I didn't want to interrupt her reveries. She looked intent upon something. But her name was on my list of ladies to visit with this morning, and she looked the very epitome of alone, sitting there in the near dark.
I knocked and she didn't appear to hear it. So I knocked again, loudly this time. The noise felt jarring, more especially so because of the dark room cloaking her. She started and looked at me. I could see a jolt of something that looked like fear in her eyes. Do I know you? she asked. Where am I supposed to be right now? I assured her that she didn't need to be anywhere in particular just now and that I was someone new. She relaxed visibly. I could see that she was relieved to know that I wasn't someone she'd already met and then forgotten. The forgetting plagues her days, my notes tell me. My notes also remind me to never ask her or her contemporaries if they remembered me. This question grates against an all-too-painful reality for many of them. They don't remember anymore and they feel the gap the remembering leaves. The indignity of it.
I asked her about her children and their children and the change of subject is welcome to her. I tell her I'm so happy the rain has finally stopped. She's eager to verify what I say with a look for herself and timidly hints that I might open the curtains for her. I'm happy to do it and the ambiance of the small room instantly changes. Yellow overtakes gray. She has beautiful stained glass ornaments hanging from transparent thread gracing her now opened window. There are dangling, intricate snowflakes she's crocheted herself years ago. We talk about her penchant for craft and then just as quickly, her face changes and she tells me that she has no hobbies because she always worked so much in her life that she never had time for anything like that. I gloss over the discrepancy and ask her about the Christmas cards tacked on her bulletin board. She tells me that she has lots of friends and though I don't believe it, I'm happy that for this one moment, she thinks she does.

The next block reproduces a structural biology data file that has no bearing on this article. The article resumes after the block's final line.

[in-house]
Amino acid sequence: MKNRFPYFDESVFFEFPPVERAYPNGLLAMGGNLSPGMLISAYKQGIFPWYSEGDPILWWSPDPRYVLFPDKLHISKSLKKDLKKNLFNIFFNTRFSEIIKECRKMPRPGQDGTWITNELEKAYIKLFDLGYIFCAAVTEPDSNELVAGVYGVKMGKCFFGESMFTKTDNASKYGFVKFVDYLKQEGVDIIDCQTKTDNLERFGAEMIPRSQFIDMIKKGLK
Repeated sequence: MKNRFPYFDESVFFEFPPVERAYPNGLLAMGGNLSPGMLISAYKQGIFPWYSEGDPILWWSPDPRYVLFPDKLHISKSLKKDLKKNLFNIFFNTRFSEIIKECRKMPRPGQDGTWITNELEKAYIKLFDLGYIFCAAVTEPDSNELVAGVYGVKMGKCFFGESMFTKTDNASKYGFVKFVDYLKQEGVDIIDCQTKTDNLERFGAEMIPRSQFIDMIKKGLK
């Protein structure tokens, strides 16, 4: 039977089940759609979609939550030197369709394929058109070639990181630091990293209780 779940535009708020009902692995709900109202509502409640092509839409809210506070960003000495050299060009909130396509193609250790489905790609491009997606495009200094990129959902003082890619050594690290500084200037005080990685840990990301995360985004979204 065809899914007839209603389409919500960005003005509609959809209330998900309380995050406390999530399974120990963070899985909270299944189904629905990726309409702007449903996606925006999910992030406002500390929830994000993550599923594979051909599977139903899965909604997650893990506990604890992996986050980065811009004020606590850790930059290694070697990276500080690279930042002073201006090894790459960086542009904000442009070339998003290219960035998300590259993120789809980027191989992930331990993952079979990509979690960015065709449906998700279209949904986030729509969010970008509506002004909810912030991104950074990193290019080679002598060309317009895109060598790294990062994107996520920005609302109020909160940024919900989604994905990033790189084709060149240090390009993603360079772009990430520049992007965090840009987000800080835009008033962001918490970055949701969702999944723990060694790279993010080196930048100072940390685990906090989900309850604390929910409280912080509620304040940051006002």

Her pale blue eyes seem a water color replica of her real eyes. They're pink-rimmed, as though she's been crying. I want to weep, but I don't, because I have no right to. I swallow back that tightening in the back of my throat because it has no place here today. I see that life has forgotten her and that the young and the vibrant are preeminent. I think when we value the energy of youth so highly, we forget the beauty in her aged cheeks. These cheeks look so soft, I wish I could touch them. The multi-colored afghan laying across her lap captures an important beauty of days gone by. She tells me she's from Oklahoma and we talk about the circuitous journey that's led her from there to here. Her story is full and beautiful and nuanced and full of days of bleak gray and jubilant yellow and I look forward to hearing more about it next week.